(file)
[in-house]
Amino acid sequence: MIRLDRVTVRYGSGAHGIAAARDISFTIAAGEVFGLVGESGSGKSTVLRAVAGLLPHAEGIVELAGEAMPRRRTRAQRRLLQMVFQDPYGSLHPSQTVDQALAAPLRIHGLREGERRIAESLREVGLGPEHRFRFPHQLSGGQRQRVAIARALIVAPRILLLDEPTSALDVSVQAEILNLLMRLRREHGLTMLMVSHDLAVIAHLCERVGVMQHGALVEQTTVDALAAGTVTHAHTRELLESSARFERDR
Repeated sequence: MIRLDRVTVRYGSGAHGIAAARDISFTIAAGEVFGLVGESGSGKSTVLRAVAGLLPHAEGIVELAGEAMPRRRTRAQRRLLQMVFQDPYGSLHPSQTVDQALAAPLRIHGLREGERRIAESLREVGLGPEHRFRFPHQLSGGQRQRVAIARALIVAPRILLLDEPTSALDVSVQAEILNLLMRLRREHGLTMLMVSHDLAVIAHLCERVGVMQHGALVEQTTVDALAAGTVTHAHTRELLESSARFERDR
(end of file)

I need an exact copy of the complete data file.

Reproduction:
[in-house]
Amino acid sequence: MIRLDRVTVRYGSGAHGIAAARDISFTIAAGEVFGLVGESGSGKSTVLRAVAGLLPHAEGIVELAGEAMPRRRTRAQRRLLQMVFQDPYGSLHPSQTVDQALAAPLRIHGLREGERRIAESLREVGLGPEHRFRFPHQLSGGQRQRVAIARALIVAPRILLLDEPTSALDVSVQAEILNLLMRLRREHGLTMLMVSHDLAVIAHLCERVGVMQHGALVEQTTVDALAAGTVTHAHTRELLESSARFERDR
Repeated sequence: MIRLDRVTVRYGSGAHGIAAARDISFTIAAGEVFGLVGESGSGKSTVLRAVAGLLPHAEGIVELAGEAMPRRRTRAQRRLLQMVFQDPYGSLHPSQTVDQALAAPLRIHGLREGERRIAESLREVGLGPEHRFRFPHQLSGGQRQRVAIARALIVAPRILLLDEPTSALDVSVQAEILNLLMRLRREHGLTMLMVSHDLAVIAHLCERVGVMQHGALVEQTTVDALAAGTVTHAHTRELLESSARFERDR